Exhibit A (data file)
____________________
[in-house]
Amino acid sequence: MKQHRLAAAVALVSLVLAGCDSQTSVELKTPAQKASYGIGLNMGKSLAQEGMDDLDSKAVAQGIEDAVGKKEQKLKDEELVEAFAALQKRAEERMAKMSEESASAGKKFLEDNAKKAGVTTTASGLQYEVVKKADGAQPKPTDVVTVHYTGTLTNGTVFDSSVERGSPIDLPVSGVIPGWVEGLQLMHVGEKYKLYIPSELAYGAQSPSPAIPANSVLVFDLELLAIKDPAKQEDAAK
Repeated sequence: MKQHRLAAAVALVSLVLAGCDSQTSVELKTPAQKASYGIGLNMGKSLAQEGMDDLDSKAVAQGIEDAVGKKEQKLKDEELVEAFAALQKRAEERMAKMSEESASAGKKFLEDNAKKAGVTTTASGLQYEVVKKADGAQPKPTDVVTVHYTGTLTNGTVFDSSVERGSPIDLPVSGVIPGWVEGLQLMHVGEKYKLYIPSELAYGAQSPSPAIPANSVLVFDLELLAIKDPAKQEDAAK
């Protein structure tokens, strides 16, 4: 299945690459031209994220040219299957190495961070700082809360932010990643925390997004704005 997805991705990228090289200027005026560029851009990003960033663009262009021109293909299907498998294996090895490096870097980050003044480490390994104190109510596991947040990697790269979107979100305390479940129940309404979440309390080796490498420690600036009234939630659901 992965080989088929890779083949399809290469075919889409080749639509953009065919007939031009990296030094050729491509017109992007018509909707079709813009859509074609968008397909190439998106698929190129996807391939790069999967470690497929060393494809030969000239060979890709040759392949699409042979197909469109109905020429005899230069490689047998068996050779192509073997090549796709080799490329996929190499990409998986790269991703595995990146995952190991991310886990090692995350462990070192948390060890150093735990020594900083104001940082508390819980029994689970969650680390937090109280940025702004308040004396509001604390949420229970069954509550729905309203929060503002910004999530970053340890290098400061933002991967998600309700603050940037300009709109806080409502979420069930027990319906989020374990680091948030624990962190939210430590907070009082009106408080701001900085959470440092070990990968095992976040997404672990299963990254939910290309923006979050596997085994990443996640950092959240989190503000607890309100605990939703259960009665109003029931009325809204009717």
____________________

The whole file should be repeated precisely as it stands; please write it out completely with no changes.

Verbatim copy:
[in-house]
Amino acid sequence: MKQHRLAAAVALVSLVLAGCDSQTSVELKTPAQKASYGIGLNMGKSLAQEGMDDLDSKAVAQGIEDAVGKKEQKLKDEELVEAFAALQKRAEERMAKMSEESASAGKKFLEDNAKKAGVTTTASGLQYEVVKKADGAQPKPTDVVTVHYTGTLTNGTVFDSSVERGSPIDLPVSGVIPGWVEGLQLMHVGEKYKLYIPSELAYGAQSPSPAIPANSVLVFDLELLAIKDPAKQEDAAK
Repeated sequence: MKQHRLAAAVALVSLVLAGCDSQTSVELKTPAQKASYGIGLNMGKSLAQEGMDDLDSKAVAQGIEDAVGKKEQKLKDEELVEAFAALQKRAEERMAKMSEESASAGKKFLEDNAKKAGVTTTASGLQYEVVKKADGAQPKPTDVVTVHYTGTLTNGTVFDSSVERGSPIDLPVSGVIPGWVEGLQLMHVGEKYKLYIPSELAYGAQSPSPAIPANSVLVFDLELLAIKDPAKQEDAAK
């Protein structure tokens, strides 16, 4: 299945690459031209994220040219299957190495961070700082809360932010990643925390997004704005 997805991705990228090289200027005026560029851009990003960033663009262009021109293909299907498998294996090895490096870097980050003044480490390994104190109510596991947040990697790269979107979100305390479940129940309404979440309390080796490498420690600036009234939630659901 992965080989088929890779083949399809290469075919889409080749639509953009065919007939031009990296030094050729491509017109992007018509909707079709813009859509074609968008397909190439998106698929190129996807391939790069999967470690497929060393494809030969000239060979890709040759392949699409042979197909469109109905020429005899230069490689047998068996050779192509073997090549796709080799490329996929190499990409998986790269991703595995990146995952190991991310886990090692995350462990070192948390060890150093735990020594900083104001940082508390819980029994689970969650680390937090109280940025702004308040004396509001604390949420229970069954509550729905309203929060503002910004999530970053340890290098400061933002991967998600309700603050940037300009709109806080409502979420069930027990319906989020374990680091948030624990962190939210430590907070009082009106408080701001900085959470440092070990990968095992976040997404672990299963990254939910290309923006979050596997085994990443996640950092959240989190503000607890309100605990939703259960009665109003029931009325809204009717």